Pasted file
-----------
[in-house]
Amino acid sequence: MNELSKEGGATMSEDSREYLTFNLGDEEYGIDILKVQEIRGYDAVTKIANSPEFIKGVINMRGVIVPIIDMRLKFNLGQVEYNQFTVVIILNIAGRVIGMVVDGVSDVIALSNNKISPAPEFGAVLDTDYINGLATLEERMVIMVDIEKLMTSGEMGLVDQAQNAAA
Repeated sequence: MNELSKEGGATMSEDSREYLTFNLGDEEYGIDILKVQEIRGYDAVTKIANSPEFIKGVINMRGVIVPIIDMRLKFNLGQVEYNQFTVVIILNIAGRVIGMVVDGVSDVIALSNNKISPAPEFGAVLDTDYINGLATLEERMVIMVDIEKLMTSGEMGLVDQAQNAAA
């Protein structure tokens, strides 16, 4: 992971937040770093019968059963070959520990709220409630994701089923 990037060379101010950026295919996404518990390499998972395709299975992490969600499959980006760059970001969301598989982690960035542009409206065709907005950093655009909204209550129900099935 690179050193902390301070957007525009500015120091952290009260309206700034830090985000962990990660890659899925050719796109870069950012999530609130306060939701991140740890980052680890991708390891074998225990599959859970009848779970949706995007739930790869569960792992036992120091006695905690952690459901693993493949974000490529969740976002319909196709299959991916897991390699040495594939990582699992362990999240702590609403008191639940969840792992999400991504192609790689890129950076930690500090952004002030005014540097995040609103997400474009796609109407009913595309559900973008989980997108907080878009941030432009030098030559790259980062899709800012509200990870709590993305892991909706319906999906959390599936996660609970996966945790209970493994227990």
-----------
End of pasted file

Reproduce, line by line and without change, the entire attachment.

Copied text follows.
[in-house]
Amino acid sequence: MNELSKEGGATMSEDSREYLTFNLGDEEYGIDILKVQEIRGYDAVTKIANSPEFIKGVINMRGVIVPIIDMRLKFNLGQVEYNQFTVVIILNIAGRVIGMVVDGVSDVIALSNNKISPAPEFGAVLDTDYINGLATLEERMVIMVDIEKLMTSGEMGLVDQAQNAAA
Repeated sequence: MNELSKEGGATMSEDSREYLTFNLGDEEYGIDILKVQEIRGYDAVTKIANSPEFIKGVINMRGVIVPIIDMRLKFNLGQVEYNQFTVVIILNIAGRVIGMVVDGVSDVIALSNNKISPAPEFGAVLDTDYINGLATLEERMVIMVDIEKLMTSGEMGLVDQAQNAAA
């Protein structure tokens, strides 16, 4: 992971937040770093019968059963070959520990709220409630994701089923 990037060379101010950026295919996404518990390499998972395709299975992490969600499959980006760059970001969301598989982690960035542009409206065709907005950093655009909204209550129900099935 690179050193902390301070957007525009500015120091952290009260309206700034830090985000962990990660890659899925050719796109870069950012999530609130306060939701991140740890980052680890991708390891074998225990599959859970009848779970949706995007739930790869569960792992036992120091006695905690952690459901693993493949974000490529969740976002319909196709299959991916897991390699040495594939990582699992362990999240702590609403008191639940969840792992999400991504192609790689890129950076930690500090952004002030005014540097995040609103997400474009796609109407009913595309559900973008989980997108907080878009941030432009030098030559790259980062899709800012509200990870709590993305892991909706319906999906959390599936996660609970996966945790209970493994227990």